The COVID-19 pandemic may have upended daily life, but some Stone Oak residents and institutions have gone the extra mile to help their community fight back against the disease.
Pitching in, a high school student designed an online tool that has already helped thousands determine if they are ill with the virus; an elementary learner started making protective face masks to ward off the malady; and a patient who recovered from the disease donated potentially lifesaving plasma to other victims.
Reagan High School junior Rishabh Jain was dismayed by talk of a lack of kits around the San Antonio area to test for the highly infectious, novel strain of coronavirus.
He brainstormed with his parents, Sonal and Nitesh Jain, about a solution.
“We as a family discussed … how we can help the city to screen people using technology,” said Rishabh Jain, whose parents own a small software company, Quacito. “We came up with an idea to build some sort of simple application, which will help the people of San Antonio.”
Jain contacted the city’s Metropolitan Health District. He volunteered to assist in the design of a self-screening tool now available on San Antonio’s website alongside data on local COVID-19 cases.
The tool, https://covid19test.quacito.com, allows individuals who feel symptoms to quickly determine, at home, whether they should get tested for the COVID-19 virus.
“This process consisted of over 100 email exchanges with the city of San Antonio,” Jain said. “Obviously at first I was in awe, but over time it grew on me and I felt much more comfortable discussing new changes and updates to the tool with the city.”
Having developed his coding skills through computer-science studies, Jain said the self-screening tool has evolved in a rapid, positive way.
More than 60,000 residents had used the tool by late April, less than one month after it debuted.
Jain said he looks forward to soon seeing a semblance of normalcy, and his senior year at Reagan. He plans to study business or computer science at the University of Texas at Austin.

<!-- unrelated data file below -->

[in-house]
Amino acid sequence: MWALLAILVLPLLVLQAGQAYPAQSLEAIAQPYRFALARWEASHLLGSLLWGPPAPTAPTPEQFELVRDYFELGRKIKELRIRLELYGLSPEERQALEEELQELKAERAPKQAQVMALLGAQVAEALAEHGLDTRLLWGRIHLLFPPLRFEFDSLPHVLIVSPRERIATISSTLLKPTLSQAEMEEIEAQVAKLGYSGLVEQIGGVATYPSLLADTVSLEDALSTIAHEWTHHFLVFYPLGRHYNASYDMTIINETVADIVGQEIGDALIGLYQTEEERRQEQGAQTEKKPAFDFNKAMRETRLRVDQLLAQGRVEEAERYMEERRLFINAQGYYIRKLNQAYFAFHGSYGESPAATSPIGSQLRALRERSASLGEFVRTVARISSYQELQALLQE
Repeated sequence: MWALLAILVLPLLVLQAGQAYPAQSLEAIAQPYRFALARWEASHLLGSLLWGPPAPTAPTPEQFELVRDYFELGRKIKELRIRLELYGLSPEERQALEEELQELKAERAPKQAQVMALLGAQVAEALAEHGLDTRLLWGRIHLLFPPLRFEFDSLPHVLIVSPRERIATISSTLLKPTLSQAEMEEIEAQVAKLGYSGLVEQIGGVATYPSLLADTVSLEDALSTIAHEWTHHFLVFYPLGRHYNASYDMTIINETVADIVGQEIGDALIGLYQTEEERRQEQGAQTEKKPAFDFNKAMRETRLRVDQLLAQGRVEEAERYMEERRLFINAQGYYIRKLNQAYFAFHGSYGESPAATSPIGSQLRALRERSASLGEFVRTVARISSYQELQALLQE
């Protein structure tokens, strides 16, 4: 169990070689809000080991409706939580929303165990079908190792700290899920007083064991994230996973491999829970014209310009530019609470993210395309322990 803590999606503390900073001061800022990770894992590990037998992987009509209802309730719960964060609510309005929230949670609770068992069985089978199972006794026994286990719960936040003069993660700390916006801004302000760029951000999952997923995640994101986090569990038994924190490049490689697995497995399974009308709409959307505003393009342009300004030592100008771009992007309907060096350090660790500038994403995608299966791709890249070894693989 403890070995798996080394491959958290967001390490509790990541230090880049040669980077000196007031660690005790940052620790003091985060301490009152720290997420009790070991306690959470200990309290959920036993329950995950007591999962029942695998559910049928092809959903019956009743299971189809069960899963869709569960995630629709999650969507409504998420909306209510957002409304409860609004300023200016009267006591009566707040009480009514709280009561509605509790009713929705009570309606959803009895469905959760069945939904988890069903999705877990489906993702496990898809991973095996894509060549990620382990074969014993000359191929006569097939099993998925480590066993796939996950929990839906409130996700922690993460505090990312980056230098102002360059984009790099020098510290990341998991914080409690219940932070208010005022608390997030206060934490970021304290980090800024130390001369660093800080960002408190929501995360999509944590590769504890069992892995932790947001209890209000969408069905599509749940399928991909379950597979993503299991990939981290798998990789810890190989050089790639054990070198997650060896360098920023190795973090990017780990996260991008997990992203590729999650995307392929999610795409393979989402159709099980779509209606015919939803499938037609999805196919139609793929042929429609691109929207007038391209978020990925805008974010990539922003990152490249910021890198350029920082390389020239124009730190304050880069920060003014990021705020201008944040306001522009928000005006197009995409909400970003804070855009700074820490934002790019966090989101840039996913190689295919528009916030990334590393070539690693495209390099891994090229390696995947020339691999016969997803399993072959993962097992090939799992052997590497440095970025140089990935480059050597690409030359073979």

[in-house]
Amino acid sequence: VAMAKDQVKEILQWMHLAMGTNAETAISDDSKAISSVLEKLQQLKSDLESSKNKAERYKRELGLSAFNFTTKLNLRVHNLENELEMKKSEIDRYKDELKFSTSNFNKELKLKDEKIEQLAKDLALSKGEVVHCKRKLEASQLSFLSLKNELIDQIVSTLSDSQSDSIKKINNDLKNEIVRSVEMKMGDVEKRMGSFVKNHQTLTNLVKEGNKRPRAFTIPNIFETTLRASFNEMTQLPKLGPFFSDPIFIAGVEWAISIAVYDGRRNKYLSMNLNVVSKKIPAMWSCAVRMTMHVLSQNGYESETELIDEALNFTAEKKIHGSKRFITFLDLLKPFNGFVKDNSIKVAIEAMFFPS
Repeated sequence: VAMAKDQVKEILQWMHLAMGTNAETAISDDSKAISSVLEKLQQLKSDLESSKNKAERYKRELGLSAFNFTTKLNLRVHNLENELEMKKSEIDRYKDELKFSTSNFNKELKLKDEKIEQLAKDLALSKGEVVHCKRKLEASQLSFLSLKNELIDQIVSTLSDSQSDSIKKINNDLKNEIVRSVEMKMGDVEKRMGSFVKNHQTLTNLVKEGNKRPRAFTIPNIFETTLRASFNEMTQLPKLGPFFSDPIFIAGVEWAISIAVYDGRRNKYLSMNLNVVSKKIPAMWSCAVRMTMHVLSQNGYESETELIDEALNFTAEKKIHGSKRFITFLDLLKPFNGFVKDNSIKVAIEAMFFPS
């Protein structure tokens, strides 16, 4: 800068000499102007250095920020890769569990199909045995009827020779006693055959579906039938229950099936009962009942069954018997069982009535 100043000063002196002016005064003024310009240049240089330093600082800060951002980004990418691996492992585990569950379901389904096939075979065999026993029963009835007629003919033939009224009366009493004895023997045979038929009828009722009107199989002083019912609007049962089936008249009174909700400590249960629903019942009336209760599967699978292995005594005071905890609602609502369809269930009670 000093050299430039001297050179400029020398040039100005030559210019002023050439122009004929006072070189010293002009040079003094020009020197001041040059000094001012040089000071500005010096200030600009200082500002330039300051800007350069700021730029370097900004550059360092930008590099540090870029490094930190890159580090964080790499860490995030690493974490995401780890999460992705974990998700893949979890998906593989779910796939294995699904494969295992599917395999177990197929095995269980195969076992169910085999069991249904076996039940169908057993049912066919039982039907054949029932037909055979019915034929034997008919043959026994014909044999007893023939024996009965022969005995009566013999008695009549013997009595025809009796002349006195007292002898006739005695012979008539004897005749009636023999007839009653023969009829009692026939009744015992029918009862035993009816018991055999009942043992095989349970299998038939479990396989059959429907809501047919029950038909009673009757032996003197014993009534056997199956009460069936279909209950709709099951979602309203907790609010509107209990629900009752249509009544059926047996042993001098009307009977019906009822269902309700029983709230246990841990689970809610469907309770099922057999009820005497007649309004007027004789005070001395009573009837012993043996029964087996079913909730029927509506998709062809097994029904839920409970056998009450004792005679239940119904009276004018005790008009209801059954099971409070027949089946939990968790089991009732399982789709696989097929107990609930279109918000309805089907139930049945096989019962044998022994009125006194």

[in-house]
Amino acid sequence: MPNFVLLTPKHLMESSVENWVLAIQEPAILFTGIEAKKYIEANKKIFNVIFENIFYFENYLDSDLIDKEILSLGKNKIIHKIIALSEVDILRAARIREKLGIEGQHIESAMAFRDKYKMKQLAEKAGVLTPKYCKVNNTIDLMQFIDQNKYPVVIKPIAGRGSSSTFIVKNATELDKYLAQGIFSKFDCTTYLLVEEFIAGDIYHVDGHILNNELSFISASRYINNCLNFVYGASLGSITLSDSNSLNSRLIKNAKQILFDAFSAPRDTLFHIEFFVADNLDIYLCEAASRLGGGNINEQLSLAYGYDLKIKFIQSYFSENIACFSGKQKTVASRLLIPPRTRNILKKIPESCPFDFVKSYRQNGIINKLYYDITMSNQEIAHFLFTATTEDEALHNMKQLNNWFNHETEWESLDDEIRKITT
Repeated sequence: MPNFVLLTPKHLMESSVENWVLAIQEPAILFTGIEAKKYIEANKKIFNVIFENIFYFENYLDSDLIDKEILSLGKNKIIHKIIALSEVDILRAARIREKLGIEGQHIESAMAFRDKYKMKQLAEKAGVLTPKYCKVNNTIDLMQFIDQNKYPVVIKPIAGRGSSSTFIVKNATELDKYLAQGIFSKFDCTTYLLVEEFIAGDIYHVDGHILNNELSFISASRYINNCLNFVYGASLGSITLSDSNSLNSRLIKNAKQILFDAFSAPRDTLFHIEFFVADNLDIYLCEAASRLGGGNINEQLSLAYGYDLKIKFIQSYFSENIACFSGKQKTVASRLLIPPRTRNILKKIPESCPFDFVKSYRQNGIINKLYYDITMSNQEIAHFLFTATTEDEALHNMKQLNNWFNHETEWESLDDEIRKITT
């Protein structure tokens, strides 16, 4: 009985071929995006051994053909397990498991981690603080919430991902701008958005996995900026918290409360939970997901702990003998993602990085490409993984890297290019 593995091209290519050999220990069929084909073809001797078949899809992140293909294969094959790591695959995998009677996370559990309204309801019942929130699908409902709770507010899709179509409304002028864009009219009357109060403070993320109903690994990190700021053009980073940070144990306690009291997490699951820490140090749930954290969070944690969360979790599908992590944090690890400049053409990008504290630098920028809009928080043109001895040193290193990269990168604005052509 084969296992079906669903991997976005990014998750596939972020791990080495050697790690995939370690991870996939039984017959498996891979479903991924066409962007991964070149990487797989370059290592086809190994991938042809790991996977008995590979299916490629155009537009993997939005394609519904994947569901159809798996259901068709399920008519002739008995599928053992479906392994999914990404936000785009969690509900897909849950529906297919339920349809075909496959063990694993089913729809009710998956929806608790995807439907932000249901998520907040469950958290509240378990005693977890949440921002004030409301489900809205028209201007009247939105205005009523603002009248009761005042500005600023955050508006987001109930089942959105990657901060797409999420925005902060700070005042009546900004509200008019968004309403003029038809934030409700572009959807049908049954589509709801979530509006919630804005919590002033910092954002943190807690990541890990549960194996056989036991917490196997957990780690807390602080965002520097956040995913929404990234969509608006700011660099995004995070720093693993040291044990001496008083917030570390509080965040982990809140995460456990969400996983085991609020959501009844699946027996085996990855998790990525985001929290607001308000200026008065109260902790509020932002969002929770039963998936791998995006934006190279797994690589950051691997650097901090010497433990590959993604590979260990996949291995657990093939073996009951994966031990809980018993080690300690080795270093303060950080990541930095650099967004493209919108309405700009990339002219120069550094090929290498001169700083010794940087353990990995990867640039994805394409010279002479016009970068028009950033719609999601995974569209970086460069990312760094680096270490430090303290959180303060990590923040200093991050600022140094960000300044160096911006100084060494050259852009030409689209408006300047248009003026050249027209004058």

“I’m really glad that I got the opportunity to work with the city and build this tool,” he said. “I’m also very proud of what the tool has been able to do for San Antonio and how much it has impacted the city.”
Many community members and businesses have turned to sewing face masks, which became required attire in public across Bexar County.
According to the North East Independent School District, Hardy Oak Elementary School first-grader Dillon Knadler helped his mother, Jackie Knadler, sew face masks to donate to area hospitals.
Jackie Knadler explained what happened in a NEISD press release: “I came across the Facebook page for San Antonio Masks For Heroes and it’s run by an organization called the Mitchell Chang Foundation.”
“They have bins where you can go and drop off the masks and they take care of all the work. They clean them, they sanitize them and they drop them off at the hospitals,” Knadler continued.
Dillon wrote to his teacher about having helped his mother with the masks. Dillon explained it took about 20 minutes to sew each mask. San Antonio Masks For Heroes has collected more than 5,000 masks from San Antonio-area residents.
“I wanted to do it to keep people safe from getting the virus and I wanted to do something kind,” Dillon said in the NEISD release.
Meanwhile, as hospitals concentrated on those needing treatment for their COVID-19 symptoms, patient David Herrmann not only recovered from his battle with the virus, he gave a bit of himself — literally — to help others.
Herrmann, a local real estate entrepreneur, was the first San Antonio patient to donate through the South Texas Blood and Tissue Center’s convalescent plasma donor program.
A patient at Methodist Stone Oak Hospital received Herrmann’s donated plasma in a fight against COVID-19 in early April.
According to the center and Methodist Healthcare System, the idea is that antibodies in the plasma will help fight the viral infection.
A typical donation can aid up to five patients, officials said. The U.S. Food and Drug Administration approved the process, which is part of a national clinical trial.
In order to donate, recovering COVID-19 patients must test negative twice for infection or wait 28 days after the end of symptoms, or wait 14 days after symptoms disappear with one negative test.
Dr. Rick Marple, Methodist Stone Oak’s chief medical officer, said in a center press release that convalescent plasma successfully was used to treat patients during the Spanish flu pandemic of 1918-1919, and a measles outbreak in the 1930s.
“While there are not any proven treatment options currently available for the novel coronavirus, we have patients severely suffering from COVID-19 who could benefit from convalescent plasma therapy,” Marple added.
The recipient of Herrmann’s plasma donation, Jimmie Hayden, was discharged April 22 after three weeks of hospitalization, officials said.